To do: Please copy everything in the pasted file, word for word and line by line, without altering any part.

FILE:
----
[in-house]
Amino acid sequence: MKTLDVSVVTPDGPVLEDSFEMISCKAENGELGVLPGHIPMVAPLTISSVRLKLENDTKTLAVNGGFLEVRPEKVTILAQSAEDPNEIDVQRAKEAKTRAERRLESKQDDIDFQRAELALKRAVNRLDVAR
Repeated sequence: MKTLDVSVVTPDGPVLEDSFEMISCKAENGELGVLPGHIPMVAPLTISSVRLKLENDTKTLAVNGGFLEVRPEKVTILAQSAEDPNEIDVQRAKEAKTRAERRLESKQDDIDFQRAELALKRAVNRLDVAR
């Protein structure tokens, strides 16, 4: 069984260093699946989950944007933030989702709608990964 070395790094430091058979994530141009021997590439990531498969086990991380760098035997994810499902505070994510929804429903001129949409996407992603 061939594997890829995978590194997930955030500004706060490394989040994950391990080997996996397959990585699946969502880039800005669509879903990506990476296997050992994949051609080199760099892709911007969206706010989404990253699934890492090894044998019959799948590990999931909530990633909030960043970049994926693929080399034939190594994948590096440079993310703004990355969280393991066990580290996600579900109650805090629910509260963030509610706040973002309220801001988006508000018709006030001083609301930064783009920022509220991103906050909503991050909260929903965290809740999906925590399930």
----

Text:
[in-house]
Amino acid sequence: MKTLDVSVVTPDGPVLEDSFEMISCKAENGELGVLPGHIPMVAPLTISSVRLKLENDTKTLAVNGGFLEVRPEKVTILAQSAEDPNEIDVQRAKEAKTRAERRLESKQDDIDFQRAELALKRAVNRLDVAR
Repeated sequence: MKTLDVSVVTPDGPVLEDSFEMISCKAENGELGVLPGHIPMVAPLTISSVRLKLENDTKTLAVNGGFLEVRPEKVTILAQSAEDPNEIDVQRAKEAKTRAERRLESKQDDIDFQRAELALKRAVNRLDVAR
């Protein structure tokens, strides 16, 4: 069984260093699946989950944007933030989702709608990964 070395790094430091058979994530141009021997590439990531498969086990991380760098035997994810499902505070994510929804429903001129949409996407992603 061939594997890829995978590194997930955030500004706060490394989040994950391990080997996996397959990585699946969502880039800005669509879903990506990476296997050992994949051609080199760099892709911007969206706010989404990253699934890492090894044998019959799948590990999931909530990633909030960043970049994926693929080399034939190594994948590096440079993310703004990355969280393991066990580290996600579900109650805090629910509260963030509610706040973002309220801001988006508000018709006030001083609301930064783009920022509220991103906050909503991050909260929903965290809740999906925590399930």